Not of an /h/, anyway. I've read that some people classify /h/ as a sonorant rather than a fricative.TomHChappell wrote:Aren't there natural languages in which all (or nearly all) voiceless fricative phones are allophones of the same phoneme? So that, for instance, maybe [f h s S T W] are all allophones of what might as well be written /h/?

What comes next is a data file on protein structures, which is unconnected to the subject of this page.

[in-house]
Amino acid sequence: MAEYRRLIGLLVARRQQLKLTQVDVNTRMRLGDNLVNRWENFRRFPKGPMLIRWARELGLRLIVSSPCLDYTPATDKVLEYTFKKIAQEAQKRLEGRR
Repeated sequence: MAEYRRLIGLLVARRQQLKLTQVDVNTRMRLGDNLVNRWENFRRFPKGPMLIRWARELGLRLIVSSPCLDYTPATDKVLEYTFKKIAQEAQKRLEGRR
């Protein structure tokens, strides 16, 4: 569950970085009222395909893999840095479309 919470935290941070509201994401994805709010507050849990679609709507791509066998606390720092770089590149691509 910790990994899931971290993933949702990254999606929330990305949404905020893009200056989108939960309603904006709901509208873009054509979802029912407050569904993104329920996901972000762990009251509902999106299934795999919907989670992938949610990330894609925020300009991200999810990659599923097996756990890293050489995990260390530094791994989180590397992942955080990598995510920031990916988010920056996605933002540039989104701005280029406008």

Wouldn't surprise me if there was a language with only a phonemic /s/ and allohpones [h], [ʃ], [ʂ], [z], [ʒ], [ʐ] in whatever environments.
[h] at the end of a syllable
[ʃ] before [j i e]
[ʂ] after , [r].
[f] in /swV/
voiced counterparts between two vowels.